Hitting a Sour Note

Our columnist explains why he likes to play solo.

October 12, 2018
Team work doesn’t always make the dream work when it comes to boating. Steve Haefele

The summer heat had been on high here in South ­Florida, so I called my pal Ed to see if it was any cooler up North. “I gotta call you back. I can’t find my boat,” he sputtered before the line went dead.

Ed is a big shot in the marine industry and knows his way around yachting. He has people. What could go wrong? Ed’s boat winters in Florida and summers in New England. He can’t be bothered with the back and forth, so he simply writes checks and his orchestra handles the details. Maintenance, provisioning, pickup and delivery — Ed has described it as a seamless symphony.

This year, the band hit a sour note. Ed had often boasted of his float plan. “Coyle, if you weren’t such a Type A, you too could enjoy the benefits of our pastime without the hassles,” he said. “You must learn to trust others and to delegate.”


I admit that I have always preferred performing as a solo act at sea. As captain, the only times I’ve run out of fuel, alcohol or ice were when I counted on others for provisioning.

Ed’s personal assistant conducts the various players in his four-movement symphony. Capt. John collects the boat from Ed’s dock and takes it to the boatyard. After preparing it for shipping, he supervises its loading aboard Bill’s specialized yacht hauler. Tom, the yard manager in New England, supervises unloading and launching, while Capt. Chris cleans and provisions the boat before delivery.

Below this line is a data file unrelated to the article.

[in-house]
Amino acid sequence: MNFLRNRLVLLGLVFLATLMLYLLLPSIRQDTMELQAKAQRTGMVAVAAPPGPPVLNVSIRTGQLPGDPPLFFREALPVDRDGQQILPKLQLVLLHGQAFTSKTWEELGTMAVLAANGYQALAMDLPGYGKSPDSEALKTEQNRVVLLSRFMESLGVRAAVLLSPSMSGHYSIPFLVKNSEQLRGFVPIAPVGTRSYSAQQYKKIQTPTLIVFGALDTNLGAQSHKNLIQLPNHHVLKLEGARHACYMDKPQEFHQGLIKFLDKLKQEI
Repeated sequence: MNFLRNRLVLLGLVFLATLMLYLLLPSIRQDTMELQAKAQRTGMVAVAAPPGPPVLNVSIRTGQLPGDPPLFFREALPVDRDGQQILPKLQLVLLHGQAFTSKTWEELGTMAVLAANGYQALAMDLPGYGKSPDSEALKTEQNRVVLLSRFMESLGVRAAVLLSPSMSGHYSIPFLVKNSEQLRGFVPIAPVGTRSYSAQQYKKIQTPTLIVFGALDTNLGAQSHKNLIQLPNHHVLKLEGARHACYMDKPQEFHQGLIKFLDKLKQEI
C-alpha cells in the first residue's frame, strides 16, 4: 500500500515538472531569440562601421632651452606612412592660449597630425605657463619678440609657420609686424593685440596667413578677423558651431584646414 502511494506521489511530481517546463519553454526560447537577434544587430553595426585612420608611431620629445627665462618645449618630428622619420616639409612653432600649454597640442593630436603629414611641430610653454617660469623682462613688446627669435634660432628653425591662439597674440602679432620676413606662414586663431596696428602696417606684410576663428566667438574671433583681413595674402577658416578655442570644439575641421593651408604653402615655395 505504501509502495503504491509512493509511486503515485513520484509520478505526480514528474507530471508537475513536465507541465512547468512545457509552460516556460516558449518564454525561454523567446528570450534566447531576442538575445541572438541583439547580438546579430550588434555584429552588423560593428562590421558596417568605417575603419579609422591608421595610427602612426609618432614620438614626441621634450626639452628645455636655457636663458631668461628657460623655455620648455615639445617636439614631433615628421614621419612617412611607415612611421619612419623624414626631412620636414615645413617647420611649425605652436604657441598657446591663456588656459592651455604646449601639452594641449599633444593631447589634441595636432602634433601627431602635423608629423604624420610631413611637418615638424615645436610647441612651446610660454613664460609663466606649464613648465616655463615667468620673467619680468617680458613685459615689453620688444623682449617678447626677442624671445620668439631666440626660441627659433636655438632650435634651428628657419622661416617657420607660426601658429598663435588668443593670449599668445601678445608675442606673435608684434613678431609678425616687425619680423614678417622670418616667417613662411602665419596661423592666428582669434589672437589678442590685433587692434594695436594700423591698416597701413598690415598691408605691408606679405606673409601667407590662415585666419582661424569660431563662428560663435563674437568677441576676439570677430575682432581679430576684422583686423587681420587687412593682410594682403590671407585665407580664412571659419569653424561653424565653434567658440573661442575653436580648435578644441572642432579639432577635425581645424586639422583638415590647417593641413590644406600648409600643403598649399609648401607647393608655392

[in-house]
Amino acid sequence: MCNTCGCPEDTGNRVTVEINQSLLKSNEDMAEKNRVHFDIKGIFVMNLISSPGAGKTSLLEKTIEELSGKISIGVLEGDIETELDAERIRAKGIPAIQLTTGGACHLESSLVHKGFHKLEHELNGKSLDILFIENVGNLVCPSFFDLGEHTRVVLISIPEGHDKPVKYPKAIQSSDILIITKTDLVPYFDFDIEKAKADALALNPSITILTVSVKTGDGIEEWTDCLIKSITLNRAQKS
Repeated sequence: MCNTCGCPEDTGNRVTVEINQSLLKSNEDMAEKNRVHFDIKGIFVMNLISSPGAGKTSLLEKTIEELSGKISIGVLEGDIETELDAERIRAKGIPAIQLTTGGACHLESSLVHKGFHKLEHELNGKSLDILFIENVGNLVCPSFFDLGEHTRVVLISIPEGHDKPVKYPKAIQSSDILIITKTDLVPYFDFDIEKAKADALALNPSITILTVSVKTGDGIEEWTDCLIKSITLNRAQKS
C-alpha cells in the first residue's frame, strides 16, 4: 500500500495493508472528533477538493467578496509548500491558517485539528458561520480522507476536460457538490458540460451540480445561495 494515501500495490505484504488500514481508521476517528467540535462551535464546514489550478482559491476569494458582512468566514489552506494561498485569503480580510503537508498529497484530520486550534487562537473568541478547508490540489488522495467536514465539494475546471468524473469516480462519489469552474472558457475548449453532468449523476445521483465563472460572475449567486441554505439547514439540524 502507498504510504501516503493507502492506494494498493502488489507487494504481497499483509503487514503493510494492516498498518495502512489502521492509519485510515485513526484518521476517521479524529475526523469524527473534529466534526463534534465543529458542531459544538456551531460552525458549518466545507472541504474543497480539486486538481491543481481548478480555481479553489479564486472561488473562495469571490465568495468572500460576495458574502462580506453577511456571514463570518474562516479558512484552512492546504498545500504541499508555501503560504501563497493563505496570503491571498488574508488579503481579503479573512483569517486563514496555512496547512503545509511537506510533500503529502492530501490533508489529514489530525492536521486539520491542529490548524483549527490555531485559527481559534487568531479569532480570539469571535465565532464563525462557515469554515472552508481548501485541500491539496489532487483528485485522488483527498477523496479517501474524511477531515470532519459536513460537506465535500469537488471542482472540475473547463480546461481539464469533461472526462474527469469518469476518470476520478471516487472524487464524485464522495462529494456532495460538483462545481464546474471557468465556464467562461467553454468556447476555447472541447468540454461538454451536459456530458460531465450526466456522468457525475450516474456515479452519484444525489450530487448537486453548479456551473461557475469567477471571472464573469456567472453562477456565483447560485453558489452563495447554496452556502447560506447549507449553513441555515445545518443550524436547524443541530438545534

In this season’s performance, Ed flew to New ­England and boarded the harbor launch on schedule. Once at sea, he naturally took charge: “Mooring 421, chop, chop.”


The helmsman looked confused. Ed barked his vessel’s name.

“Sir, I ­haven’t seen her in the harbor this year,” the ­helmsman replied.

“Yes, yes, young man, she just arrived yesterday,” Ed offered ­confidently.


The helmsman shrugged, and off they wafted into the fog.

Reflecting on that day, after several glasses of wine, Ed struggled with his words. “Coyle, the boat wasn’t there,” he told me. “The #%# boat wasn’t there!”

Ed had called his personal assistant from the launch, which had been filling with rainwater as it did laps around the mooring field in search of his boat. Ed’s assistant had called Capt. John, Bill the trucker and Tom the yard boss. The boat had arrived in New England, and Capt. Chris had collected it, but he, and the boat, was nowhere to be found.


“He wasn’t answering his #%# cellphone, Coyle,” Ed stammered. “Can you believe it? A professional captain, for God’s sake.”

With his boat lost at sea, Ed ordered the launch’s helmsman to set course for the nearest bar.

It turned out that Ed’s orchestra was only as good as its weakest player, Capt. Chris, who had only recently been brought up from the minors.

“The knucklehead delivered the boat to mooring 421 all right,” Ed grumbled. “In the wrong #%# harbor.”

Ed found his charge less than a mile from the boatyard. And given the reviews of his orchestra’s symphony this year, Ed is considering becoming a one-man band.


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